LETTERS No longer relevant
Sir: With reference to Max Beloffs article (`Would Winston Churchill have signed Maastricht?', 8 May), I was seconded from the Foreign Office as a Private Secretary to Winston Churchill from 1952 to 1965, and was present at many discussions on Britain's relationship with Western Europe. In the course of writing my memoirs I have collected enough material to present a case on either side of the argument. If the book is published, and if anyone reads it, they will see that I have not attempted to reach a verdict. It is a vain exercise.
One can go back to Britain's 1940 offer of union with France, suggested by Jean Monnet via Rene Pleven and accepted by both Churchill and de Gaulle. Later came Churchill's Zurich speech of 1946, where his message was directed to France, to lead Germany back into the European commu- nity of nations.`With, but not of,' appeared to be his role for Britain. But in 1949, speaking in London, Churchill went fur- ther: 'Our friends on the Continent need have no misgivings. Britain is an integral part of Europe, and we mean to play our part in the revival of her prosperity and greatness.'
However, this firm assertion was accom- panied by an equally firm commitment to the Empire and Commonwealth:
But nobody is asking us to make such a desertion [from the Commonwealth]. For Britain to enter a European Union from which the Empire and Commonwealth would be excluded would not only be impossible. but would, in the eyes of Europe, enormously reduce the value of our participation.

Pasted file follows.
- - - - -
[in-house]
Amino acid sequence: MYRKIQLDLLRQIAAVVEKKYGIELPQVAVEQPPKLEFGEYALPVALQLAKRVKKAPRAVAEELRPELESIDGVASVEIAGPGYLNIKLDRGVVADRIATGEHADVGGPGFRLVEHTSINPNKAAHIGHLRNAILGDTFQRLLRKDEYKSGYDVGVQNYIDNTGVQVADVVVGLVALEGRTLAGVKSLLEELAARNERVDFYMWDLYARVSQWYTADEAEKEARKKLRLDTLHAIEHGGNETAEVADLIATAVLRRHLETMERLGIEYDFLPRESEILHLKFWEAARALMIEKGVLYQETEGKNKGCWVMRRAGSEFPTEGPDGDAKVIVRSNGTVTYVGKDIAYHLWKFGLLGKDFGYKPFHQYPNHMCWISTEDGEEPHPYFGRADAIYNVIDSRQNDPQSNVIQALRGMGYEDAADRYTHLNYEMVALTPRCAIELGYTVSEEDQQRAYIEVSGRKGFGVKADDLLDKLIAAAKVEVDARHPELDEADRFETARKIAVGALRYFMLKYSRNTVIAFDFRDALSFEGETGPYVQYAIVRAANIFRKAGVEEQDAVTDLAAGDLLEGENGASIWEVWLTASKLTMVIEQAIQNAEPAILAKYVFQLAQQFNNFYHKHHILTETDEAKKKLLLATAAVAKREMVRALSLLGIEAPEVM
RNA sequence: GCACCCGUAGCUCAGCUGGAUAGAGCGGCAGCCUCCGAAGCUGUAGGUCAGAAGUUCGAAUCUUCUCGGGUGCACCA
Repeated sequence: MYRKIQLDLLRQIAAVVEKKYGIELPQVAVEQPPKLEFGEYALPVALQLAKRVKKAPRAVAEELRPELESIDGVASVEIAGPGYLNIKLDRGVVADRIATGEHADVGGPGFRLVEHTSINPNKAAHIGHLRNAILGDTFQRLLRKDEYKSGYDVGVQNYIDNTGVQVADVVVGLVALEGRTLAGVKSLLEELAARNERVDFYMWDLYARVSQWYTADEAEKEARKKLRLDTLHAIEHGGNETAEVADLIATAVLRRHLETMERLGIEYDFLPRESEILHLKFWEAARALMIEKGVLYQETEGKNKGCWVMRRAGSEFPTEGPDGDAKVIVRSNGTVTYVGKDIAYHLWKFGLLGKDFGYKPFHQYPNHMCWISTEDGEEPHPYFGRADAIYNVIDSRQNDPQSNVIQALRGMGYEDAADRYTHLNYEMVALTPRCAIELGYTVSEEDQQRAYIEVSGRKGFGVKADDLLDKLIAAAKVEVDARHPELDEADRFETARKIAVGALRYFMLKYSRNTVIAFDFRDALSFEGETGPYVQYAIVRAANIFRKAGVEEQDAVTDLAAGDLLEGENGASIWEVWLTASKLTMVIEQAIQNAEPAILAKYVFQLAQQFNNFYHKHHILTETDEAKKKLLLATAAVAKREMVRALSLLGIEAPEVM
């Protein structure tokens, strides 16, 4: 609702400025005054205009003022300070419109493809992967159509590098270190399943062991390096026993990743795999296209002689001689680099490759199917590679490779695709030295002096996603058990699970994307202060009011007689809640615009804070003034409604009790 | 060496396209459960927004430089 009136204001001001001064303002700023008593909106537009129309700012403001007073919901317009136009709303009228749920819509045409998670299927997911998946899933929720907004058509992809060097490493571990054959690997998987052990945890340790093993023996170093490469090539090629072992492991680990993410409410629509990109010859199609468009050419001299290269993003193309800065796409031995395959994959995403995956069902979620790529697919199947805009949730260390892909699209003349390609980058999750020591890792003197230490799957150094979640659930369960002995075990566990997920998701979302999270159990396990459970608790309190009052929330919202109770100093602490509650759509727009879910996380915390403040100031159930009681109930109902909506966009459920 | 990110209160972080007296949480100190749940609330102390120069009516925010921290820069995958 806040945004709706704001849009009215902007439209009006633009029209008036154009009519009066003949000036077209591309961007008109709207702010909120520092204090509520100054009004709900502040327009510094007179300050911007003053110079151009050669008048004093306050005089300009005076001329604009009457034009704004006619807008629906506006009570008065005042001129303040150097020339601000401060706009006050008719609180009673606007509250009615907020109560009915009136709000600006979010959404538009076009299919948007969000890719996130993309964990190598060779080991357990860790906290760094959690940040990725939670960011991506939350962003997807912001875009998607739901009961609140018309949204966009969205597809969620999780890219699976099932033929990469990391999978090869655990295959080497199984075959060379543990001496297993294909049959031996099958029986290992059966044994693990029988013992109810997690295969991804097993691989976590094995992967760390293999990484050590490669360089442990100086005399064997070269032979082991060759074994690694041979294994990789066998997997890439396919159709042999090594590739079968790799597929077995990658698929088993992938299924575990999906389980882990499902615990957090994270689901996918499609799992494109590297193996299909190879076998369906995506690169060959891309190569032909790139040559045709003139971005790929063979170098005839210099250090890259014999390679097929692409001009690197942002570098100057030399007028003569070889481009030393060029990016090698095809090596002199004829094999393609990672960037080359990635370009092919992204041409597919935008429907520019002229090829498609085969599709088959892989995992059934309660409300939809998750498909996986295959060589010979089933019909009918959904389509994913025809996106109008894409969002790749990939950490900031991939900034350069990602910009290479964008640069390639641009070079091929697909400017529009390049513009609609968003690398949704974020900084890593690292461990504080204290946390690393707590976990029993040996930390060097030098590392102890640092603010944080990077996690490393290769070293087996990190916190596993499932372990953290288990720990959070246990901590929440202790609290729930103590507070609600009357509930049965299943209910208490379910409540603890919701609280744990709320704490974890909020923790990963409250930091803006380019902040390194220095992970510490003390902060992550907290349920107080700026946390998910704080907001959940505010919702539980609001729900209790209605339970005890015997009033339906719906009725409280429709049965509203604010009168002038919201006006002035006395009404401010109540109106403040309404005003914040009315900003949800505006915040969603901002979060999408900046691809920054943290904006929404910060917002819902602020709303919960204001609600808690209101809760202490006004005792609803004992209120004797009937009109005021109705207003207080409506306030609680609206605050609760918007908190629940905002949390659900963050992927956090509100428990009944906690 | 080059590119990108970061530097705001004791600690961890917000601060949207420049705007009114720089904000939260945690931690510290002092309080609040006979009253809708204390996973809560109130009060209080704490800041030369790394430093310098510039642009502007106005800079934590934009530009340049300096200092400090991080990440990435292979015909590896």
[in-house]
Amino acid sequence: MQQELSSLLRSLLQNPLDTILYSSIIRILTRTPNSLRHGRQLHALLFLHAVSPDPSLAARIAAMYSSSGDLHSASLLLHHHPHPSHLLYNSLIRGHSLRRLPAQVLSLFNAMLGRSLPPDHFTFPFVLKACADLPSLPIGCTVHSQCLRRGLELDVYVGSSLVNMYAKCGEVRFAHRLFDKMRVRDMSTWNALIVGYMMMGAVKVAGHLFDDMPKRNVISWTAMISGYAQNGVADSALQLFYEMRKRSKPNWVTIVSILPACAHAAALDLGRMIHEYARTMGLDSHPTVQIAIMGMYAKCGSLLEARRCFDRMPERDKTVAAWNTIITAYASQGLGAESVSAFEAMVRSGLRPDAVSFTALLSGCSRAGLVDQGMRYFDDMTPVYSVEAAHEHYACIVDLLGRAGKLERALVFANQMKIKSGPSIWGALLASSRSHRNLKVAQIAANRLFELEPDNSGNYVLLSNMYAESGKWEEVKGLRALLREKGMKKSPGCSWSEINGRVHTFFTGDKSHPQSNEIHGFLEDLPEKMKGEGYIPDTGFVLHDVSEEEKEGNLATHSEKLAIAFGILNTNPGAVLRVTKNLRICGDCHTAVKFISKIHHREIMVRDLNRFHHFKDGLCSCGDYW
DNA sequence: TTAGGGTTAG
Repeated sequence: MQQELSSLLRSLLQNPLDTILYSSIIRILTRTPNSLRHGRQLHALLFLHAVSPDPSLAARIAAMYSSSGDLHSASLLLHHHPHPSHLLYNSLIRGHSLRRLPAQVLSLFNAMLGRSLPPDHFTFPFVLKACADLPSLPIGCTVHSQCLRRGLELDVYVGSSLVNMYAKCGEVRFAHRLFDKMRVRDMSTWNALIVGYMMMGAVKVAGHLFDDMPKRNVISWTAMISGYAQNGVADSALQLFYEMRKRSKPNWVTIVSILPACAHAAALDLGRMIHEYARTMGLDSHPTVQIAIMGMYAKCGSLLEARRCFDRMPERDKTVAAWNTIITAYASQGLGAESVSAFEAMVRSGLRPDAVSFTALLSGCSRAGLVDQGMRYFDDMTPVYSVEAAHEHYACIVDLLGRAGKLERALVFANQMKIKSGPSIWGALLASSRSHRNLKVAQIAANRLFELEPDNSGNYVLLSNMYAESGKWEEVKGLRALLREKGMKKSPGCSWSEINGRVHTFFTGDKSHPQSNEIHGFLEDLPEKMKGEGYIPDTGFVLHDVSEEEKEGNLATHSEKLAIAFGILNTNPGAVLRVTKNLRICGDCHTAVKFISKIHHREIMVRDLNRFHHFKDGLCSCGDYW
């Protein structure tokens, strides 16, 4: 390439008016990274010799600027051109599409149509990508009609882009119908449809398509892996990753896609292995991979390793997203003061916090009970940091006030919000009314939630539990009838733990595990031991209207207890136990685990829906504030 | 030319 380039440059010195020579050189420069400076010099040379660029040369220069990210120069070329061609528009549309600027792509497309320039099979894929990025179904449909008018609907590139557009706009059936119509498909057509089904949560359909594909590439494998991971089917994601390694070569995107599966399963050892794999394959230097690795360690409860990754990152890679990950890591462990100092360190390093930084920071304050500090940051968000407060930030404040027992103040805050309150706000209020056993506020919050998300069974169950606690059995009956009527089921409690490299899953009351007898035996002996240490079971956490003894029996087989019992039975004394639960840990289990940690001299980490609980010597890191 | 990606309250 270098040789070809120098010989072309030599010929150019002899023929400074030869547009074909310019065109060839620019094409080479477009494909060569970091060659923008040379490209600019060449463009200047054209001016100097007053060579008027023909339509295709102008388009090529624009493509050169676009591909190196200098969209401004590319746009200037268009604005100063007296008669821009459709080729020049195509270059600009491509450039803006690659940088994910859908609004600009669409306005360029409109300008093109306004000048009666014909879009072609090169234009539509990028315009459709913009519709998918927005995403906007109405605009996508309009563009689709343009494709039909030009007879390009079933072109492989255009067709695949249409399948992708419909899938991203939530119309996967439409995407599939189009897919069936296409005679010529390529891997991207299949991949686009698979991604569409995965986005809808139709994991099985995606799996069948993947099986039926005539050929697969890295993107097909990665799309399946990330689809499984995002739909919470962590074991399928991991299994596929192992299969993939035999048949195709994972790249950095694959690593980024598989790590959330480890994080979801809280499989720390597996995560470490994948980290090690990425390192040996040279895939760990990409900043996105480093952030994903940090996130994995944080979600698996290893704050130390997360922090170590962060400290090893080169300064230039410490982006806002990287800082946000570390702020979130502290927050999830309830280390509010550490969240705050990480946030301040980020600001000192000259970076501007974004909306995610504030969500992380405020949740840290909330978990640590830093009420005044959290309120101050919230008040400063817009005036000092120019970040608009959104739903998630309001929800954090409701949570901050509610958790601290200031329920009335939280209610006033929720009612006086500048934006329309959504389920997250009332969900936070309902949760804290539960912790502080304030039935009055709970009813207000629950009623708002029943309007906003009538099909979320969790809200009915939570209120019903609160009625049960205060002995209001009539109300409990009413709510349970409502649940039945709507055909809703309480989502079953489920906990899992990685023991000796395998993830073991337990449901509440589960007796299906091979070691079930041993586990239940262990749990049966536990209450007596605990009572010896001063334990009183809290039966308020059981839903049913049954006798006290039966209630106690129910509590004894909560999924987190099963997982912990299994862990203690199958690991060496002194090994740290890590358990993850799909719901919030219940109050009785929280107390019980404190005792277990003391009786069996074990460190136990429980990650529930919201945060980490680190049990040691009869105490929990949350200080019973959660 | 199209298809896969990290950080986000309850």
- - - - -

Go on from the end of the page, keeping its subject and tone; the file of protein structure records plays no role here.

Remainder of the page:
In 1957, Churchill was to address a Unit- ed Europe meeting. After discussion with the Foreign Office, I drafted something pretty watery; this was such an undecided issue for Britain that there really was a case for Churchill not to go further than his pre- vious pronouncements. However, he added his own words to the draft: 'My message to Europe today is still the same as it was ten years ago: unite; Europe's security and prosperity lie in unity.'
As late as 1963, in a letter addressed, but not despatched, to Paul Henri Spaak, Churchill wrote: 'The future of Europe if Britain were to be excluded is black indeed.'
Field-Marshal Montgomery's statement (in 1962) that Churchill was totally opposed to entry into the Common Market was certainly not an invention, but a misinter- pretation of an old and sick man's views by a totally black-and-white-and-no-middle- ground interpreter. It was answered by the publication of a private letter Churchill had addressed to the chairman of his con- stituency in August 1961. The last paragraph ran:
To sum up my views, I would say this: I think that the Government are right to apply to join the European Economic Community, not because I am yet convinced that we shall be able to join, but because there appears to be no other way by which we can find out exactly whether the conditions of member- ship are acceptable.
In the late '40s and early '50s, Britain was still probably cock of the roost in Western Europe and the Commonwealth had not become the meaningless fiction it is today: present conditions are so far removed from those prevailing in Churchill's active life- time that all the 'evidence' that proponents can produce of his probable attitude to Maastricht is irrelevant.
Anthony Montague Browne
Hawkridge Cottages, Bucklebury, Reading, Berkshire